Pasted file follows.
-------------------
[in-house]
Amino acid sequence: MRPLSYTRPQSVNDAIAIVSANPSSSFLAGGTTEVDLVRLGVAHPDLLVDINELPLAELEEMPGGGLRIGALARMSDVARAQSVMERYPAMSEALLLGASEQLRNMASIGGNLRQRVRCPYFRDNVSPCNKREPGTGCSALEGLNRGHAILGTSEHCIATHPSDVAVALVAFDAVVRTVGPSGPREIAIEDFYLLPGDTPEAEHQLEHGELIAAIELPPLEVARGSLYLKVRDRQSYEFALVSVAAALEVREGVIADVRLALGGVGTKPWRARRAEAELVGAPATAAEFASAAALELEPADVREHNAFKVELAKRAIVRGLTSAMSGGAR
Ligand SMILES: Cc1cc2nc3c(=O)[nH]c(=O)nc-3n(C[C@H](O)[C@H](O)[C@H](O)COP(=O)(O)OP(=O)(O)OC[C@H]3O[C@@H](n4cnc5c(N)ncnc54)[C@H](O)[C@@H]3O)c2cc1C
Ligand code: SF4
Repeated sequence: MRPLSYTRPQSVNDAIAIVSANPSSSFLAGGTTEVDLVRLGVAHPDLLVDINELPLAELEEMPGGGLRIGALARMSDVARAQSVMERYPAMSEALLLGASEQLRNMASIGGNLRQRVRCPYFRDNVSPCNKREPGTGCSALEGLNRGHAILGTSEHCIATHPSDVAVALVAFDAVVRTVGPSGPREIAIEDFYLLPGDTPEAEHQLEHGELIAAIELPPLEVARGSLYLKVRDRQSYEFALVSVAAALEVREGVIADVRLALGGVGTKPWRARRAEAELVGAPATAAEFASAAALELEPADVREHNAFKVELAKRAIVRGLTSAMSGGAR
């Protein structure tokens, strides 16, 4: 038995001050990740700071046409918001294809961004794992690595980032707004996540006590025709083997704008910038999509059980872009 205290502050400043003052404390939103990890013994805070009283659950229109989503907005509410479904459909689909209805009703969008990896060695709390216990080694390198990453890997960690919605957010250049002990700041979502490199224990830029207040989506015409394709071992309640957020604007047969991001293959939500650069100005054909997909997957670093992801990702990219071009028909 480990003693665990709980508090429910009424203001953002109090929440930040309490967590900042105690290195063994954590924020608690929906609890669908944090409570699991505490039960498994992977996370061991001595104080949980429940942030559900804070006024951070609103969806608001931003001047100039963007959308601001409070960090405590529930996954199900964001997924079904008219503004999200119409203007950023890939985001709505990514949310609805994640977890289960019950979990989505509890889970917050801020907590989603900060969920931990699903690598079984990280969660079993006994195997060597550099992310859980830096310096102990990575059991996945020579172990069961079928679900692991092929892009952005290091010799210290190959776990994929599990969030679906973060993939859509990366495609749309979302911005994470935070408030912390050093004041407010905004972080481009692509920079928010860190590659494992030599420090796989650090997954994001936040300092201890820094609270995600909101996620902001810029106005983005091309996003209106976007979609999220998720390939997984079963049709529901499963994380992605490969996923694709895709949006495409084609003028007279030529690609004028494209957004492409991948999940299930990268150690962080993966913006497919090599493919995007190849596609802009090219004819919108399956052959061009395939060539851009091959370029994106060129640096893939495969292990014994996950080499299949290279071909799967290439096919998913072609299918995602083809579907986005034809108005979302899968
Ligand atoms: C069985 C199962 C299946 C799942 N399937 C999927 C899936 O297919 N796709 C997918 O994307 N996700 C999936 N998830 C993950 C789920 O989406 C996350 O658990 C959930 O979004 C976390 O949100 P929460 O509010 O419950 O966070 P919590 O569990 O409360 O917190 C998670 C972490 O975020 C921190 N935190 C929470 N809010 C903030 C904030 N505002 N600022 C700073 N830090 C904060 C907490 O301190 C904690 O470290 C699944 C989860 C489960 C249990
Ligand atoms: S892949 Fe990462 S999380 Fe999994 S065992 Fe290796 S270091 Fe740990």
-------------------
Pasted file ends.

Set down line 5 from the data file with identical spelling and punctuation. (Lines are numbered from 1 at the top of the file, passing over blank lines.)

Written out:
Repeated sequence: MRPLSYTRPQSVNDAIAIVSANPSSSFLAGGTTEVDLVRLGVAHPDLLVDINELPLAELEEMPGGGLRIGALARMSDVARAQSVMERYPAMSEALLLGASEQLRNMASIGGNLRQRVRCPYFRDNVSPCNKREPGTGCSALEGLNRGHAILGTSEHCIATHPSDVAVALVAFDAVVRTVGPSGPREIAIEDFYLLPGDTPEAEHQLEHGELIAAIELPPLEVARGSLYLKVRDRQSYEFALVSVAAALEVREGVIADVRLALGGVGTKPWRARRAEAELVGAPATAAEFASAAALELEPADVREHNAFKVELAKRAIVRGLTSAMSGGAR